TFNet to hold side event at FAO’s 70th CCP meeting


Bearing the theme ‘Mitigating and adaptation measures for the control of banana Fusarium Wilt Tropical Race Four (TR4), including the successful development of resistant cultivars’, TFNet will hold a side event at the Food and Agriculture Organization of the United Nations (FAO) 70th Committee on Commodity Problems (CCP) meeting in FAO Headquarters, Rome, Italy on 7 October 2014.


The purpose of the side event is to share with delegates to the CCP some of the results – breakthroughs of the work on TR4 which had come out of the CFC funded project on organic bananas that was implemented over the last 5 years in 3 provinces in China, in collaboration with the Guangdong Academy of Agricultural Sciences and supervised by the FAO Intergovernmental Group on Bananas and Tropical Fruits. It is also an opportunity to take stock of the state of play internationally. In particular,  the collaborative partnership being developed between the International Tropical Fruits Network (TFNet) and the Banana Asia Pacific Network (BAPNET) as well as FAO’s own Global Programme on Prevention of Fusarium wilt (TR4) Disease of Bananas.


The Side event will be chaired by David Hallam, the Director of the Trade and Markets Division.



In general terms the world production of banana can be grouped into four styles of production systems;

  • Cavendish monoculture – multinational companies for the export/domestic trade produced in countries such as Central Latin America, Philippines, India, Africa and Australia.
  • Cavendish monoculture – small growers supplying to multinational trading companies in produced countries such as Philippines, India, Pakistan, Indonesia, China, Taiwan, Malaysia and Australia.
  • Diverse range of varieties – small growers supplying into a central market in all countries across the Asia Pacific, sub-Continent and Africa.
  • Diverse range of varieties in subsistence farming systems – small farmers for local community trading in all countries across the Asia Pacific, sub-Continent and Africa.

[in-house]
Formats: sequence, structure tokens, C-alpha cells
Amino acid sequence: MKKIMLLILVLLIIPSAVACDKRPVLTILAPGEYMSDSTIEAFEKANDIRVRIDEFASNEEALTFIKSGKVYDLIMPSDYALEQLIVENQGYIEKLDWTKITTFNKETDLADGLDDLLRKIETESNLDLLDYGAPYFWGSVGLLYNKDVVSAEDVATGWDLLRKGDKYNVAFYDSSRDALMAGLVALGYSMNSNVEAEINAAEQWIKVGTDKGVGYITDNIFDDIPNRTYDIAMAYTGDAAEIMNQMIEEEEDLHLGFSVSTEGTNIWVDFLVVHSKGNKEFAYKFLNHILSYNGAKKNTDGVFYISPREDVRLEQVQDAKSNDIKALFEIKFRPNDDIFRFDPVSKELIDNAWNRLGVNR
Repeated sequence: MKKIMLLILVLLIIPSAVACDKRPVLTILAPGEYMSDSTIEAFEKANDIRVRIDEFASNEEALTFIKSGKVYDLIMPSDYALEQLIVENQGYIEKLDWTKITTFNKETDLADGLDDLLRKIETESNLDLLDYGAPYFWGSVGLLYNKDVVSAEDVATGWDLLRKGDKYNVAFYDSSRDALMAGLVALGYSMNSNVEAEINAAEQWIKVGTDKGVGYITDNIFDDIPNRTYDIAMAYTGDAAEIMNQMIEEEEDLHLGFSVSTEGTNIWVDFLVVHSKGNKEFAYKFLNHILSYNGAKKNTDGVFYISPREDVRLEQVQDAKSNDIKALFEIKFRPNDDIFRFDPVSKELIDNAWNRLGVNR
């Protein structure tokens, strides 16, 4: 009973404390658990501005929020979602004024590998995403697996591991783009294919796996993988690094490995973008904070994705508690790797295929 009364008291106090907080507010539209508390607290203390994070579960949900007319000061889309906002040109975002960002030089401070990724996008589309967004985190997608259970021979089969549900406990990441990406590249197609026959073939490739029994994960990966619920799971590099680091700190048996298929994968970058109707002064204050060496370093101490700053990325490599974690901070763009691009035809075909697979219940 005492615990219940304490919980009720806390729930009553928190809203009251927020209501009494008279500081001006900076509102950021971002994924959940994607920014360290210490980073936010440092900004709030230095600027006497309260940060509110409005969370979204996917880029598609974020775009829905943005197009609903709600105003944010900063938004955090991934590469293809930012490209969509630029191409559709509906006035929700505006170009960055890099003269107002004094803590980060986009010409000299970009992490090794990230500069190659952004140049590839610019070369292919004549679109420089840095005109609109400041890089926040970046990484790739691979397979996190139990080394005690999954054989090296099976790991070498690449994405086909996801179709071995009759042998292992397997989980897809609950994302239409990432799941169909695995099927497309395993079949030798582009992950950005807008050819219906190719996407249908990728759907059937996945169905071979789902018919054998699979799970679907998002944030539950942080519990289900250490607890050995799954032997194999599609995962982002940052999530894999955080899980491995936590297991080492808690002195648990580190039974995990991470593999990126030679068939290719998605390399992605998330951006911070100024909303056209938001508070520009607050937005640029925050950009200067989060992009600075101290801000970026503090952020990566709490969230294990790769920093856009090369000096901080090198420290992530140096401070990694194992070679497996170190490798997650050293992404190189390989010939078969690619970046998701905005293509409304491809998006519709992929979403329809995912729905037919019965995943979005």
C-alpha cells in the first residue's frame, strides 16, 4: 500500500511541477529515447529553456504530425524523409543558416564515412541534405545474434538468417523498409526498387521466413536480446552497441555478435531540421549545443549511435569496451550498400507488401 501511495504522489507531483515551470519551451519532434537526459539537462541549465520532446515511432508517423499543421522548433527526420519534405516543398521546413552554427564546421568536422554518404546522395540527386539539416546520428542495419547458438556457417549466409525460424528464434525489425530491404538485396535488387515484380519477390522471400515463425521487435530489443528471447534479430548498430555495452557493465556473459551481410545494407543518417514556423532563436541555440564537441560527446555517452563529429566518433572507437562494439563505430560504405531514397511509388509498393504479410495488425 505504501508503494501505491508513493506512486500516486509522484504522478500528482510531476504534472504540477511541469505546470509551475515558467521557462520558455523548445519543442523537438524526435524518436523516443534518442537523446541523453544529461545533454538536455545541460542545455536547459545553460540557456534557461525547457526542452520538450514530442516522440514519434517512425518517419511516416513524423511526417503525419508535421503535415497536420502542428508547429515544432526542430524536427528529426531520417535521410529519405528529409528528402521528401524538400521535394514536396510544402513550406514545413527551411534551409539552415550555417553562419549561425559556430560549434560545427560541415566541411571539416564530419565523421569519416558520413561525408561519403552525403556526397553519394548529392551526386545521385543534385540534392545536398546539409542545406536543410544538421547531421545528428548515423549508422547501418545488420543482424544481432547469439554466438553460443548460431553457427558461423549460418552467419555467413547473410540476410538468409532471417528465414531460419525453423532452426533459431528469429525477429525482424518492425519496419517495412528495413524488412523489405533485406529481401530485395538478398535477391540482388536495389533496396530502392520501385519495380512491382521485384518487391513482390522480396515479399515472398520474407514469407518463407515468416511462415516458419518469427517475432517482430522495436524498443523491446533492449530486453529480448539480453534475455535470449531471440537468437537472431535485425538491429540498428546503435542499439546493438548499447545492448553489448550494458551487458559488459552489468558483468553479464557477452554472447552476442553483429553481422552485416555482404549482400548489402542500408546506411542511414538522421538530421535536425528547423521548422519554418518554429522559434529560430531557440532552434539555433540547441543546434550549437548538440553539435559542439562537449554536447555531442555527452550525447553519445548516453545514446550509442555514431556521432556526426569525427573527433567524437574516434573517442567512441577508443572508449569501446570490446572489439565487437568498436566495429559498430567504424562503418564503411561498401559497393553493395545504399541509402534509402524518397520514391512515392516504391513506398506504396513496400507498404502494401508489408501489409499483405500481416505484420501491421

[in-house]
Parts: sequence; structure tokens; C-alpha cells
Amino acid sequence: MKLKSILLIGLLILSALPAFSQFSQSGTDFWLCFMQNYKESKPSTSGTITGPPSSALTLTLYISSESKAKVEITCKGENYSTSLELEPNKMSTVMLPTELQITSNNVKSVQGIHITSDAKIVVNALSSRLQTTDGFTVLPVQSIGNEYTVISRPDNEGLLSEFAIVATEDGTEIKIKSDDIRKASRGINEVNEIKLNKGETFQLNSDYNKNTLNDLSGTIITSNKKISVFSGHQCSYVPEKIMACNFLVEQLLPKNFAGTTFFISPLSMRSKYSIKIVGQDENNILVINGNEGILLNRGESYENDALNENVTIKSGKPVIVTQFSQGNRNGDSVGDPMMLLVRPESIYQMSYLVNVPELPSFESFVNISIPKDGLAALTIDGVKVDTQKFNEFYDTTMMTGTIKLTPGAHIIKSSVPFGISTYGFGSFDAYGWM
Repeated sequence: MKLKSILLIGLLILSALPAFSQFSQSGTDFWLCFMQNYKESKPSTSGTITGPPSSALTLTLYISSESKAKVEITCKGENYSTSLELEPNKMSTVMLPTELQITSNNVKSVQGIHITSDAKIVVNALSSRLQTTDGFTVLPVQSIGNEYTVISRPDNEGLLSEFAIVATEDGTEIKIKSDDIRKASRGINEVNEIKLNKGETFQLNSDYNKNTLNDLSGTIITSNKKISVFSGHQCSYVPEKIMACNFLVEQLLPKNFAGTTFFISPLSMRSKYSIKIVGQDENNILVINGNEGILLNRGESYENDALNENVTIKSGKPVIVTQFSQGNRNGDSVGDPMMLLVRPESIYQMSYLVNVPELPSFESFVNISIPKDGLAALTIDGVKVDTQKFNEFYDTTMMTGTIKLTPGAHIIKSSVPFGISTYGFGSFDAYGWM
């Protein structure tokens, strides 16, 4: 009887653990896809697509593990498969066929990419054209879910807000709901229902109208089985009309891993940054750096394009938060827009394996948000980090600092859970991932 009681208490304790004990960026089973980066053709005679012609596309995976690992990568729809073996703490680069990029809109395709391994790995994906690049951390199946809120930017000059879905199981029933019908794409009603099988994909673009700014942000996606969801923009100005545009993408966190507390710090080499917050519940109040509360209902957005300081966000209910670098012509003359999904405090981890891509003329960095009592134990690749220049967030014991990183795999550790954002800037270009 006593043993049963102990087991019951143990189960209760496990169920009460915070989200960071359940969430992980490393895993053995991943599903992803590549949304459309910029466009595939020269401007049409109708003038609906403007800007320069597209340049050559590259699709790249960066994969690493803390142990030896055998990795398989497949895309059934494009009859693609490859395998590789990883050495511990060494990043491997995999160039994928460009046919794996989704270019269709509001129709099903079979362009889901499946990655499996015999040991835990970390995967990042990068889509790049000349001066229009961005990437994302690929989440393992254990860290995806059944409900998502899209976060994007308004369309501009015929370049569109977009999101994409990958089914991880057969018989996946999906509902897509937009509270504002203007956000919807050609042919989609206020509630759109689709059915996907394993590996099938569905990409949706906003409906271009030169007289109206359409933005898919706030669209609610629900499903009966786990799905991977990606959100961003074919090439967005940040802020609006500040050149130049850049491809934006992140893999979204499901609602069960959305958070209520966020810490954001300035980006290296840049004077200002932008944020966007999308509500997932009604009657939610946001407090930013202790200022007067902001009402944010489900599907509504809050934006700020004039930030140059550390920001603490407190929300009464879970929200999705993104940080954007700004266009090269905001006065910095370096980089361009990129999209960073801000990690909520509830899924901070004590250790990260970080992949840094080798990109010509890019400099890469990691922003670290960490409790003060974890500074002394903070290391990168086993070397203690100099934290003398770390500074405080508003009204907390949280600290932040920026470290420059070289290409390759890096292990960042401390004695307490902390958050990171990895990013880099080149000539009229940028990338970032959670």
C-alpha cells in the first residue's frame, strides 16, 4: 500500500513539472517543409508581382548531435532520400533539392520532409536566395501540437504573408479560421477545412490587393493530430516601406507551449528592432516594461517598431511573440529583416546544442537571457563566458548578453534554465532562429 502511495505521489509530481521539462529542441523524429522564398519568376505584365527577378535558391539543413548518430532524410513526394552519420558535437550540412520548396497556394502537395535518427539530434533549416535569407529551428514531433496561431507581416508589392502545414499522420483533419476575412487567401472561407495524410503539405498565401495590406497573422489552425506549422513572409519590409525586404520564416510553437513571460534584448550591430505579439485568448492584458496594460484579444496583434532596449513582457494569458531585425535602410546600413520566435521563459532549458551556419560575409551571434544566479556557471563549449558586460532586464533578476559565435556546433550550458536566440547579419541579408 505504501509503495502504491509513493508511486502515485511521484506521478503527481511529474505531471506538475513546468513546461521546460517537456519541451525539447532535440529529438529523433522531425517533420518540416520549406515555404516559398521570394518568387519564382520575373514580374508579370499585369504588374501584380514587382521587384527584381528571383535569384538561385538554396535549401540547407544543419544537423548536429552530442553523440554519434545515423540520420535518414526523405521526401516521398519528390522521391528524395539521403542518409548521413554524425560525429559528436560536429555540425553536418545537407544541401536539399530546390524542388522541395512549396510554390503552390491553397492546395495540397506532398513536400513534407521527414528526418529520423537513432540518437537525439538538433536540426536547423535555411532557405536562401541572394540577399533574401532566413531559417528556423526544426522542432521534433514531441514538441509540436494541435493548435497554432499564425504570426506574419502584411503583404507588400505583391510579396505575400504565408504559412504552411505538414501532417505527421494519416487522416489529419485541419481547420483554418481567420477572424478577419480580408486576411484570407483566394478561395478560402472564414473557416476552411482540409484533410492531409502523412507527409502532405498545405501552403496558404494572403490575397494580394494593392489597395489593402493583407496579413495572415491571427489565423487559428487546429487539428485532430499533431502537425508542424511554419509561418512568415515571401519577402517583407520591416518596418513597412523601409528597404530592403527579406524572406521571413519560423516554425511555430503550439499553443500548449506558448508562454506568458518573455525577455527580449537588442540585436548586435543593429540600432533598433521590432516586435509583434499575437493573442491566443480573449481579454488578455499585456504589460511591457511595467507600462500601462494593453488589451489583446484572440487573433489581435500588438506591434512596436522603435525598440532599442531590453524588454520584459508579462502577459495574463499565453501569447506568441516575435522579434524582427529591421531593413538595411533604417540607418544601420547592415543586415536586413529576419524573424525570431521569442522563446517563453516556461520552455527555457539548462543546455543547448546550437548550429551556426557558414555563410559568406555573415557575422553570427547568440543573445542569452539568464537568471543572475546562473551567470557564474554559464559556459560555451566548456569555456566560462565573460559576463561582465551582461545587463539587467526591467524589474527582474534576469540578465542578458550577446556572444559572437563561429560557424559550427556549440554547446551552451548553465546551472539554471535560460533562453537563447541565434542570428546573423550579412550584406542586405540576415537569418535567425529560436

Due to the vegetative propagation technique of banana, the transmission and movement of many troublesome pests and diseases has impacted significantly on the production and sustainability of the commodity.  Additionally the limited capacity to conduct convention breeding programs, due to seed sterility, has restricted to the ability to develop resistant varieties.  Hence over the decades viruses, nematodes, foliar and soil borne pathogens have, when the ecology of the production systems has moved into an imbalance, disasters have occurred.


However throughout history, few plant disease epidemics have devastated production as severely as Fusarium wilt, caused by Fusarium oxysporum f. sp. cubense (Foc). Whilst the Cavendish plantations in Central America remain unaffected by Foc race 1 that destroyed Gros Michel in the 1950’s, the recent occurrence of a virulent strain in Asia gives cause for grave concern. Known as ‘tropical race 4’ (TR4), this strain of Foc has caused epidemics in Cavendish and Cavendish types in the tropics different from those less severe infections previously reported in the subtropics. The devastating impact of TR4 on Cavendish plantations in Asia was first observed in Taiwan in the late 1960s. By 2000, plantations in Indonesia, Malaysia and Northern Territory of Australia had been decimated. Further spread was dramatic, TR4 now has hold of 40,000 hectares in China (2004) and threatens the 400 million-dollar banana export industry of the Philippines (2008). Although tropical race 4 is so far found only in Asia and Australia, it continues to spread rapidly within the Asian region, threatening for instance banana production in India – the world’s top banana producing country.  Between 2012 and 2013, three confirmations FocTR4 has been made in Oman, Jordan and Mozambique. This move into the African continent is now a significant threat to the Latin American countries.


In addition, Fusarium wilt also severely affects many other banana cultivars planted for food and income by small-scale farmers in most banana-growing countries of the world, which accounts for about 85% of the world’s production. As such, the disease affects the livelihoods and income of millions of the rural poor.


Banana is the largest traded fresh fruit in the world, by value. In 2012, more than 17 million tonnes were exported worldwide, almost exclusively of the Cavendish variety, valued at USD 8.4 billion. Banana is also the fourth most important food crop in agriculture after rice, wheat and maize. Therefore, the implications of TR4 on international fruit trade and food security are immeasurable.